3     objectives of the war is basically that armed combat, especially in the

 4     area of responsibility of your unit to defend the Serbian people and to

 5     set up law and order in a given territory; right?

 6        A.   That was our task number one, i.e., the defence of the territory,

 7     the protection of the civilian population and materiel and technical

 8     assets; i.e., the economic potentials of the area, including the

 9     protection of soldiers and policemen, of course.

10             We wanted to have as high a degree of discipline as possible

11     because under an enforced discipline, losses are less significant.  That,

12     of course, also went for the population that had to be disciplined.

13        Q.   Now the goal of your struggle, of your actions, and the people

14     you co-operated with on that score, was not directed against the other

15     people but against the army, supposedly fighting on their behalf?

16        A.   Under no circumstances were we engaging members of any peoples in

17     my area.  And that goes for the Republika Srpska and Bosnia-Herzegovina,

18     as far as I know.

19             As far as I'm concerned, I can tell that you I set up a battalion

20     called Mesa Selimovic --

21        Q.   Can you just slow down a bit, please.

22        A.   I set up a battalion called Mesa Selimovic from among able-bodied

23     Muslims.  They had confidence in me, and we fought together against the

24     enemies of Yugoslavia and the enemies within Bosnia-Herzegovina.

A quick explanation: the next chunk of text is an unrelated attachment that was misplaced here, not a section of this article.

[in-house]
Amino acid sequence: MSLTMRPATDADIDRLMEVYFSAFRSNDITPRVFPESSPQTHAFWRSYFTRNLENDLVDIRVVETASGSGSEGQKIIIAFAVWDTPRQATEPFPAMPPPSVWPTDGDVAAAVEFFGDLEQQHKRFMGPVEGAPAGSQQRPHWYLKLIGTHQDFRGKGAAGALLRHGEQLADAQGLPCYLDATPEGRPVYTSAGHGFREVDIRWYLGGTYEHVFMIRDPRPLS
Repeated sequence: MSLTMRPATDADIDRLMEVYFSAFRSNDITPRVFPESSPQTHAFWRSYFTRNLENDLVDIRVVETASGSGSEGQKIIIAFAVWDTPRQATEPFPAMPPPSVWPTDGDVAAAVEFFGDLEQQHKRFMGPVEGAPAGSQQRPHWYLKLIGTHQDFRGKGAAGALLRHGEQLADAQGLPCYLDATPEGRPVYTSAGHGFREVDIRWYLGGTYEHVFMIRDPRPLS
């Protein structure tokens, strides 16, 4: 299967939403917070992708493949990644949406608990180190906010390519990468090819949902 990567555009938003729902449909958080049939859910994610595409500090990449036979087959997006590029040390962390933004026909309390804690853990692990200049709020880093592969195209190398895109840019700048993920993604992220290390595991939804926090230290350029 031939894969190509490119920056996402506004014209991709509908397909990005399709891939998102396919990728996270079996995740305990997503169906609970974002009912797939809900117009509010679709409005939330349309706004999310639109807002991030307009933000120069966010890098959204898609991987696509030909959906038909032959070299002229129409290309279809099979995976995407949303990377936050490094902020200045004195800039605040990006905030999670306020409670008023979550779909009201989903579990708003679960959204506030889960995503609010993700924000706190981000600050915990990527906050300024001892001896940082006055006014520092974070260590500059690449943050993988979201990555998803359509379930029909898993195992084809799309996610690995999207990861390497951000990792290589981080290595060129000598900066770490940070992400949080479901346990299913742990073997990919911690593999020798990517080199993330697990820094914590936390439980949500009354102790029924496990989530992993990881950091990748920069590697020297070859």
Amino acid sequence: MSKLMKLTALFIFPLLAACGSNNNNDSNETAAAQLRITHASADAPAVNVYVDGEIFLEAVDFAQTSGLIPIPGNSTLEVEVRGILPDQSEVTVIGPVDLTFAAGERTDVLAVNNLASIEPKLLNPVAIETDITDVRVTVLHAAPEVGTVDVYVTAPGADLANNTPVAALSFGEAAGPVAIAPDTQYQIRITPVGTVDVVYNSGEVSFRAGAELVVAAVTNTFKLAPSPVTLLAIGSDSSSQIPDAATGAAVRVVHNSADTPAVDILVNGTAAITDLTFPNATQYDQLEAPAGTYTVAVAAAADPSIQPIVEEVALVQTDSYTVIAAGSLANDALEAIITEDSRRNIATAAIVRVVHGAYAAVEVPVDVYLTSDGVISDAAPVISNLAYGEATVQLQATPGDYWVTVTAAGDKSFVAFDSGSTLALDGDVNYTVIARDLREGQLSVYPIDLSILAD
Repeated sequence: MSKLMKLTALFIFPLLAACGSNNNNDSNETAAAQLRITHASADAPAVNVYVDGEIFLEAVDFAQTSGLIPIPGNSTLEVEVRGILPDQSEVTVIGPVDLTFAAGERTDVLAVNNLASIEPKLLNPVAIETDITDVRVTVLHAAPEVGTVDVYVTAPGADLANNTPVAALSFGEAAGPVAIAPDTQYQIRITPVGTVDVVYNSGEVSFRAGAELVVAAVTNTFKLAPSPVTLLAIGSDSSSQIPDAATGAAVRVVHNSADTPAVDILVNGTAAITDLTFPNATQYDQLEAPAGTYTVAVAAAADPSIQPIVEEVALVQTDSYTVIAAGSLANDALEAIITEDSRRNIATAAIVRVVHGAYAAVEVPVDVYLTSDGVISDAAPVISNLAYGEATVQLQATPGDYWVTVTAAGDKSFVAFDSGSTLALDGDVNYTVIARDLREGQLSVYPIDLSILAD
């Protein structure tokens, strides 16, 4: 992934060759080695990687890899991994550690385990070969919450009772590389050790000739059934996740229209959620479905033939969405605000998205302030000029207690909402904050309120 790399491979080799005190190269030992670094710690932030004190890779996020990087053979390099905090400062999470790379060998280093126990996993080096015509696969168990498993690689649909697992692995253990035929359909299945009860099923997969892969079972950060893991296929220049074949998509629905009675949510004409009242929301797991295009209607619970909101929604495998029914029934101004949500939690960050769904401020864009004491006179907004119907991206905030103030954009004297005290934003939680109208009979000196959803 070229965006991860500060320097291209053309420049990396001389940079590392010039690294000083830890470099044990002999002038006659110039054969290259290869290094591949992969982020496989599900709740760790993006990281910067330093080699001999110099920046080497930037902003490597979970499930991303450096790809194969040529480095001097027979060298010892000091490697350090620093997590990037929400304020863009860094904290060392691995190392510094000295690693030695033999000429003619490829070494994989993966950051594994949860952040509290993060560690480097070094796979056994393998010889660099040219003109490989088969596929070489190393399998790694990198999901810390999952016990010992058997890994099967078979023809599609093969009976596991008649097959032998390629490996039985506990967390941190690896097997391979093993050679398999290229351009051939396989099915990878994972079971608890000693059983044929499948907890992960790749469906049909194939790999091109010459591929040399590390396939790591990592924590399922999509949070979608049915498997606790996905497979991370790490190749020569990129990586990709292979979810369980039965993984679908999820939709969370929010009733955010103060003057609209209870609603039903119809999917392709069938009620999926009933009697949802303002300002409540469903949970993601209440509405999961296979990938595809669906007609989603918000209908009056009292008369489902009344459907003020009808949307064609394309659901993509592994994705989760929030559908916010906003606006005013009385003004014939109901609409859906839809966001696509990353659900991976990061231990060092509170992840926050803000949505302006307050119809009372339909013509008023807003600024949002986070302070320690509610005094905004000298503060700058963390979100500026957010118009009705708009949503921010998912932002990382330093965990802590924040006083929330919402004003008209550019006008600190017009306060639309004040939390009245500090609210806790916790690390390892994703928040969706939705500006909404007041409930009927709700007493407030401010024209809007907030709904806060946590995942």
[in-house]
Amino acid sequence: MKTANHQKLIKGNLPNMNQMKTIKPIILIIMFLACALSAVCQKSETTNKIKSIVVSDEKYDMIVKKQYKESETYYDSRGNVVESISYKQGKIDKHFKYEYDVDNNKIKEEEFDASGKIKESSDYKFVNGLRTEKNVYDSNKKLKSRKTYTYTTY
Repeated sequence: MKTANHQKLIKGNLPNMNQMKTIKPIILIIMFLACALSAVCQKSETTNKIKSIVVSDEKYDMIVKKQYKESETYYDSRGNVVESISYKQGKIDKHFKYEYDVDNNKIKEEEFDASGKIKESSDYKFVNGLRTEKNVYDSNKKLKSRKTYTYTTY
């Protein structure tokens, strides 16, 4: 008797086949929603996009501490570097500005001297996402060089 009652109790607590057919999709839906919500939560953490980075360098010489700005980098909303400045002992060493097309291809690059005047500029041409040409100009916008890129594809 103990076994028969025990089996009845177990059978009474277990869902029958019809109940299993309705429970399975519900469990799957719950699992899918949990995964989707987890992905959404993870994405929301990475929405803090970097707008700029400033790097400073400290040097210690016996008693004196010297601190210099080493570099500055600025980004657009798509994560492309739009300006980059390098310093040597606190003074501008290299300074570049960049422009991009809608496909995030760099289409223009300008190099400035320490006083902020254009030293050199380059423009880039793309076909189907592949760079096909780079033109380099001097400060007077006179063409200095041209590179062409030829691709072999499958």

25             An aggression was committed against Bosnia-Herzegovina on -- by

Page 27002

 1     Croat irregulars.  In the village of Sijekovac, the population was

 2     killed, and the entire village was destroyed.  No law enforcement organs

 3     investigated into that crime or into the instance where the local

 4     population was deported to what is today Croatia.  Many of those deported

 5     civilians, elderly and children, from Posavina to what is today Croatia

 6     were never investigated into.

 7        Q.   General, this is something that you spoke of earlier on, and

 8     there's no need for you to go into that again.  I thank you for your

 9     answers.  I have no further questions of you.

10        A.   Thank you.

11             MS. KORNER:  Your Honours, I do have an application to make at

12     this stage.  I think it may take a little time, and it is probably better

13     that the general leaves court, if that's ...

14             JUDGE HALL:  Does it have to be resolved before the general is

15     released?

16             MS. KORNER:  Yes, it does.

17             JUDGE HALL:  Yes.

18             MS. KORNER:  Absolutely.

19             JUDGE HALL:  General Lisica, you would have heard counsel's

20     application.  I'm going to ask the usher to escort you from court, and

21     you will be returned when we are ready for you.

22             THE WITNESS: [Interpretation] Thank you.

23                           [The witness stands down]

24             MS. KORNER:  Your Honour, my application -- Your Honours, my

25     application is that I may be allowed to further cross-examine to try and

Page 27003

 1     now clarify the two completely conflicting versions that the general has

 2     given about the status of resubordinated police.

 3             Your Honours, in, of course, his answers in interview and,

 4     indeed, what he himself said when answering questions that I was asking,

 5     he stated that the police, even when resubordinated, still remained

 6     police officers.  Your Honours, that is at page of yesterday's

 7     transcript, 26938.

 8             The question actually is: